Brief Biography of Charles Darwin
Charles Darwin was a British naturalist known for his theories of evolution and natural selection known as Darwinism. When was Charles Darwin born? He was born on Feb. 12, 1809, in Shrewsbury, England. He studied in Edinburgh University where he became interested in natural history. He switched to Cambridge University and obtained his degree in 1831.
On Dec. 27, 1831, Darwin sailed from Plymouth, England, on the Beagle for a scientific voyage that was supposed to continue for two years but turned out to last five years. Darwin explored the South American continent including the offshore Galapagos Islands. Darwin made copious and meticulous notes and gathered many geologic and biologic specimens. He found many fossils of extinct animals that were similar to existing modern animals. These observations gave rise to the question of how new species replaced the old. In the Galapagos Islands, he observed many variations of plants and animals. Elsewhere, he also observed natural geological phenomena such as an earthquake in Chile and various volcanic formations.
Darwin returned to England in 1836 and began to organize and assemble his notes from the voyage. From this emerged his theory of evolution and related theories. The essence of Darwin’s theory says that evolution occurred slowly during millions of years through a process called natural selection or commonly referred to as survival of the fittest. The survival or extinction of any species depended on its ability to adapt to its environment. When did Charles Darwin Die? Darwin died April, 19 1882 at age seventy-three and is buried in Westminster Abbey.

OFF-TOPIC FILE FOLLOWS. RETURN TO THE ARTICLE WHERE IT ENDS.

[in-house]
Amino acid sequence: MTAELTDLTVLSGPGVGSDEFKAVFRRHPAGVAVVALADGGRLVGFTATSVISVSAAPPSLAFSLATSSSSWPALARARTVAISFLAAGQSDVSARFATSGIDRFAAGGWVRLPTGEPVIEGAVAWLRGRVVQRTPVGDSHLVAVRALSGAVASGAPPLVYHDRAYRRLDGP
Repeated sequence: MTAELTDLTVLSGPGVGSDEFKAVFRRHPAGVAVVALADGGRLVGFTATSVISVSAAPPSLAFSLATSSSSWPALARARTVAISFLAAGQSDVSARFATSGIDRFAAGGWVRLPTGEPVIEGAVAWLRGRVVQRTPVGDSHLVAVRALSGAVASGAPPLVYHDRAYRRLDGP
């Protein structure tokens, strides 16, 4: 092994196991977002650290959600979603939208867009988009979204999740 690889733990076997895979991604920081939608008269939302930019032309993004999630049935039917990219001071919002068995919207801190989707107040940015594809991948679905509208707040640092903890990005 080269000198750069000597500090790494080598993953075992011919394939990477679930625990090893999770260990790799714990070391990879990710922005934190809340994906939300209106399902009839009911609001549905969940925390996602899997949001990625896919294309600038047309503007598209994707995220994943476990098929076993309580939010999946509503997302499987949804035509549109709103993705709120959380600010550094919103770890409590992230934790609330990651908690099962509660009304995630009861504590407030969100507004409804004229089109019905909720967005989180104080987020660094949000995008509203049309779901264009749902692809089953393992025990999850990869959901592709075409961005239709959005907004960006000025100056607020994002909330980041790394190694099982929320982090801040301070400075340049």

Darwin Reflected Daily as he Paced the Sand Walk at Down House
Clues to the evolution of Darwin’s ideas lie in his daily routine. As a man of comfortable means, he was free from the pressures of modern science to find time to think.
Charles Darwin is credited by many with solving how plants and animals have evolved over millions of years, by a process of natural selection, resulting in the publication of the Origin of the Species in 1859.
Charles Darwin’s Daily Routine
Charles Darwin was a creature of habit and not a well man. His ill health has never been completely diagnosed, but he may have suffered from Chagas’ disease – a chronic intestinal disorder caused by a protozoan parasite.
He was frequently incapacitated and this, in conjunction with his daily routine, gave him time to think. Unlike present day scientists, his time was not dominated by grant writing and keeping up a stream of peer-reviewed publications. He had a substantial inheritance. Financial considerations were not an issue, even with a large family, and Darwin was free to think.